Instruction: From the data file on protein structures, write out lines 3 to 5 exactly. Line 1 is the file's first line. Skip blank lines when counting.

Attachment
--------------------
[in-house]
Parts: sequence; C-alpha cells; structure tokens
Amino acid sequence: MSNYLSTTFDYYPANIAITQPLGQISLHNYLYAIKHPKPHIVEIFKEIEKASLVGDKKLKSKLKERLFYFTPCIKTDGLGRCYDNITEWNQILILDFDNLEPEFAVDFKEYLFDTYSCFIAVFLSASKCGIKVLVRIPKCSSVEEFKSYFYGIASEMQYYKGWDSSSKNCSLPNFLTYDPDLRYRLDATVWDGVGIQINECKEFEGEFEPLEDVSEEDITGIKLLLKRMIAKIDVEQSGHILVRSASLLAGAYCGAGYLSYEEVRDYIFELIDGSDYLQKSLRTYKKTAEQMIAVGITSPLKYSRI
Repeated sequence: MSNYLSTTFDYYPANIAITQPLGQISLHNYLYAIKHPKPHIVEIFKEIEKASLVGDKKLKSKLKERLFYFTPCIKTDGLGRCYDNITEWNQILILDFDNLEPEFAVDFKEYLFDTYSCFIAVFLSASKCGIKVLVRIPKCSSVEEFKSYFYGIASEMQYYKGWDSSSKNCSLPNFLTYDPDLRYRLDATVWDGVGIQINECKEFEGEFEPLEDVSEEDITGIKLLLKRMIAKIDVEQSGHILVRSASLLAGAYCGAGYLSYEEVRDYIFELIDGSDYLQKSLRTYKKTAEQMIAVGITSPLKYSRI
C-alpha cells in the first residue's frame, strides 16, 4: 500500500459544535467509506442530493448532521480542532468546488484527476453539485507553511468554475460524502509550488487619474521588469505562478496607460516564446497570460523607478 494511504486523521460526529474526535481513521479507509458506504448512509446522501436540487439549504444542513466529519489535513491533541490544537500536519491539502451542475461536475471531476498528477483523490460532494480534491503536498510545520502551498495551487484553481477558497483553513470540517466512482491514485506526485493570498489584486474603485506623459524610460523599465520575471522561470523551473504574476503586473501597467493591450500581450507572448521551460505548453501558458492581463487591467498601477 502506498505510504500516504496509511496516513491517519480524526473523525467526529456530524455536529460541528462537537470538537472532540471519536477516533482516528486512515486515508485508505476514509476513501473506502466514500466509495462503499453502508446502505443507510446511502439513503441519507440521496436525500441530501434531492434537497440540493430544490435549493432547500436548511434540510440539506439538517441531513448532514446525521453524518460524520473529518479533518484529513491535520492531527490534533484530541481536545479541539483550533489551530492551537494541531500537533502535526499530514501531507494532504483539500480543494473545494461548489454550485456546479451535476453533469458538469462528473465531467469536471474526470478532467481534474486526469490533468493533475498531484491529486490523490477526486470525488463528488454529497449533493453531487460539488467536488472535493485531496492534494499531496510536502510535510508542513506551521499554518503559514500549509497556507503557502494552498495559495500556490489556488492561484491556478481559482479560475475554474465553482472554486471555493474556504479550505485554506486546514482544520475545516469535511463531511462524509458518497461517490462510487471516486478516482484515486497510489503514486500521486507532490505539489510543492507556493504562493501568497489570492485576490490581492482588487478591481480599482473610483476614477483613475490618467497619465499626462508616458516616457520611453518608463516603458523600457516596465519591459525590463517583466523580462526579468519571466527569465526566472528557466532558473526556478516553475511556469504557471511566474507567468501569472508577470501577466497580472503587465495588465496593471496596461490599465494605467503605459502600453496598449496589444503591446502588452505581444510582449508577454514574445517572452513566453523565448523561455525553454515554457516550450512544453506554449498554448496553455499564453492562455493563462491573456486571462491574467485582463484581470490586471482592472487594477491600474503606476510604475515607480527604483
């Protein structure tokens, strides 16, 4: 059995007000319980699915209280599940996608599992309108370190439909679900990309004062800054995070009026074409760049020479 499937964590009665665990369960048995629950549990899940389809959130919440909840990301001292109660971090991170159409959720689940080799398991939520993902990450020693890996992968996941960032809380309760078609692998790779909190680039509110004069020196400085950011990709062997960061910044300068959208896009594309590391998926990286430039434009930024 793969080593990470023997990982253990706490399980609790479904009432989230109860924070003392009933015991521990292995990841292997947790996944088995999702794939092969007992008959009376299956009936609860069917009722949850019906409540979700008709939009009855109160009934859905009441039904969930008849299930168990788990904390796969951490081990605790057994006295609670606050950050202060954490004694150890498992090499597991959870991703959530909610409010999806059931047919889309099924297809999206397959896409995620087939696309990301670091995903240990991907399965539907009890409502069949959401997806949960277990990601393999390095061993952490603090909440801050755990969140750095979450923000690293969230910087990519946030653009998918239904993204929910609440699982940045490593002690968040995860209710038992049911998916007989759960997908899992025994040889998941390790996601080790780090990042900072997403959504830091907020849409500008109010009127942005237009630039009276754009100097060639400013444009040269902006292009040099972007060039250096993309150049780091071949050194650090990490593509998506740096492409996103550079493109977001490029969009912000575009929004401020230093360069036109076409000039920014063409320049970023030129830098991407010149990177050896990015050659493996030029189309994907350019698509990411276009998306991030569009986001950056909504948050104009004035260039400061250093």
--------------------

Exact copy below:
Amino acid sequence: MSNYLSTTFDYYPANIAITQPLGQISLHNYLYAIKHPKPHIVEIFKEIEKASLVGDKKLKSKLKERLFYFTPCIKTDGLGRCYDNITEWNQILILDFDNLEPEFAVDFKEYLFDTYSCFIAVFLSASKCGIKVLVRIPKCSSVEEFKSYFYGIASEMQYYKGWDSSSKNCSLPNFLTYDPDLRYRLDATVWDGVGIQINECKEFEGEFEPLEDVSEEDITGIKLLLKRMIAKIDVEQSGHILVRSASLLAGAYCGAGYLSYEEVRDYIFELIDGSDYLQKSLRTYKKTAEQMIAVGITSPLKYSRI
Repeated sequence: MSNYLSTTFDYYPANIAITQPLGQISLHNYLYAIKHPKPHIVEIFKEIEKASLVGDKKLKSKLKERLFYFTPCIKTDGLGRCYDNITEWNQILILDFDNLEPEFAVDFKEYLFDTYSCFIAVFLSASKCGIKVLVRIPKCSSVEEFKSYFYGIASEMQYYKGWDSSSKNCSLPNFLTYDPDLRYRLDATVWDGVGIQINECKEFEGEFEPLEDVSEEDITGIKLLLKRMIAKIDVEQSGHILVRSASLLAGAYCGAGYLSYEEVRDYIFELIDGSDYLQKSLRTYKKTAEQMIAVGITSPLKYSRI
C-alpha cells in the first residue's frame, strides 16, 4: 500500500459544535467509506442530493448532521480542532468546488484527476453539485507553511468554475460524502509550488487619474521588469505562478496607460516564446497570460523607478 494511504486523521460526529474526535481513521479507509458506504448512509446522501436540487439549504444542513466529519489535513491533541490544537500536519491539502451542475461536475471531476498528477483523490460532494480534491503536498510545520502551498495551487484553481477558497483553513470540517466512482491514485506526485493570498489584486474603485506623459524610460523599465520575471522561470523551473504574476503586473501597467493591450500581450507572448521551460505548453501558458492581463487591467498601477 502506498505510504500516504496509511496516513491517519480524526473523525467526529456530524455536529460541528462537537470538537472532540471519536477516533482516528486512515486515508485508505476514509476513501473506502466514500466509495462503499453502508446502505443507510446511502439513503441519507440521496436525500441530501434531492434537497440540493430544490435549493432547500436548511434540510440539506439538517441531513448532514446525521453524518460524520473529518479533518484529513491535520492531527490534533484530541481536545479541539483550533489551530492551537494541531500537533502535526499530514501531507494532504483539500480543494473545494461548489454550485456546479451535476453533469458538469462528473465531467469536471474526470478532467481534474486526469490533468493533475498531484491529486490523490477526486470525488463528488454529497449533493453531487460539488467536488472535493485531496492534494499531496510536502510535510508542513506551521499554518503559514500549509497556507503557502494552498495559495500556490489556488492561484491556478481559482479560475475554474465553482472554486471555493474556504479550505485554506486546514482544520475545516469535511463531511462524509458518497461517490462510487471516486478516482484515486497510489503514486500521486507532490505539489510543492507556493504562493501568497489570492485576490490581492482588487478591481480599482473610483476614477483613475490618467497619465499626462508616458516616457520611453518608463516603458523600457516596465519591459525590463517583466523580462526579468519571466527569465526566472528557466532558473526556478516553475511556469504557471511566474507567468501569472508577470501577466497580472503587465495588465496593471496596461490599465494605467503605459502600453496598449496589444503591446502588452505581444510582449508577454514574445517572452513566453523565448523561455525553454515554457516550450512544453506554449498554448496553455499564453492562455493563462491573456486571462491574467485582463484581470490586471482592472487594477491600474503606476510604475515607480527604483